Utopian World Championship

Understanding the Process of the Cosmos can lead to The Good Society

By Anthony Bernard Kelly

Competition year: 2001
Place: 11
About Anthony Bernard Kelly

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As we approach the end of the 21st Century, we can see that the Cultural Revolution that has occurred in the Western world during this Century can be traced back in part to the work of an obscure Australian Philosopher. The foundations for such a revolution had already been laid by the start of the Century. The Cold War had been won by the West. Capitalism had triumphed over Communism. With the fall of the Soviet Union, Socialism was no longer regarded as economically credible. One consequence of this was that Capitalism no longer seemed to feel the need to wear a human face. Wealth was generally increasing, but its distribution was becoming more uneven. Discontent was also increasing as material goods failed to satisfy the human spirit. Many people were looking for a Third Way, some economic system that would avoid the evils of both Capitalism and Communism.

Technologically, instant and open communications were even then possible, using the primitive World Wide Web. This meant that potential world-changing ideas could spread with a speed hitherto impossible, regardless of their source. Using the Web, a Swedish Utopist group had initiated a world-wide competition, calling for such ideas.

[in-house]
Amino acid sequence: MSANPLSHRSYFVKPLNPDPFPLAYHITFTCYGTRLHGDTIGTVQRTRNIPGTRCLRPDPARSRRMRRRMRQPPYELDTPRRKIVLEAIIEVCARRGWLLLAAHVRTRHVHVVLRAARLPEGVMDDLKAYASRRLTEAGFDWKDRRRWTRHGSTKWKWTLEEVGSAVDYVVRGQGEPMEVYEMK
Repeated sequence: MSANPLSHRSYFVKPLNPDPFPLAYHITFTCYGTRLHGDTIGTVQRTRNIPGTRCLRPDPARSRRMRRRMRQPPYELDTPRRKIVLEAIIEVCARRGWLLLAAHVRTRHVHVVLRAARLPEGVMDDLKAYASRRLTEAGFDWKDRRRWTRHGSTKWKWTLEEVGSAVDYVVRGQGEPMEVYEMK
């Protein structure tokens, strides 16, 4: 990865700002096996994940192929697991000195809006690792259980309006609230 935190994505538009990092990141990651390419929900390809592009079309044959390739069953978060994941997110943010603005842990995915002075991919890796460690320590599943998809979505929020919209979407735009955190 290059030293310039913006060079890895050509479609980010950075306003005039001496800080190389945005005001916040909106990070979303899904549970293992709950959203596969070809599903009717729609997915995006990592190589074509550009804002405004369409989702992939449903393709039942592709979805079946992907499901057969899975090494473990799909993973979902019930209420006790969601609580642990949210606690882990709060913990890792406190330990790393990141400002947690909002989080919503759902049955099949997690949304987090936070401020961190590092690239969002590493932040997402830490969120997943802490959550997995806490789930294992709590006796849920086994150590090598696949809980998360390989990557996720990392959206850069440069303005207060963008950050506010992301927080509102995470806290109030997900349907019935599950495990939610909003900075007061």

The Australian Philosopher was one who responded to this call. The number of Australians who responded was surprising, as Australians were noted more for their sporting prowess and pragmatism, than for any intellectual pretensions. Sydney had just successfully staged the 2000 AD Olympic Games. However, of a total of 78 contributions to the competition, 34 were from Australia. Australians had previously been noted for their advanced social ideas.

As long ago as the Nineteenth Century, Australia was the first Country to introduce Socialist ideas. This was done without any reference to Socialist theory. Albert Metin, the French Sociologist, noted this in his “Le Socialismo Sans Doctrines: la question agraire et la question ouvriere en Australie et Nouvelle-Zealande” (1910) Paris, Alcan.

The increase in wealth that occurred in the early 21st Century, was a function of the widespread introduction, by Governmental action, of Globalisation. This was a universal Free Trade Policy. This policy tended to increase the overall wealth of a country, but often at the expense of workers in less efficient or less competitive industries. These workers lost their jobs, their primary source of income. Governments were generally slow to accept the responsibility to re-arrange the distribution of wealth in the community. They were even slower to ensure that no citizen was disadvantaged by the introduction of a Free Trade Policy.

Even when the redistribution problem was solved, there was still an increase in discontent. The increasing supply of material goods failed to satisfy the human spirit. This posed a more difficult problem for democratic governments, as the discontent was reflected in electoral results. Very few democratic governments survived more than one term. Pandering to electoral pressures from dissatisfied interest groups did not seem to help the situation. A new approach was needed.


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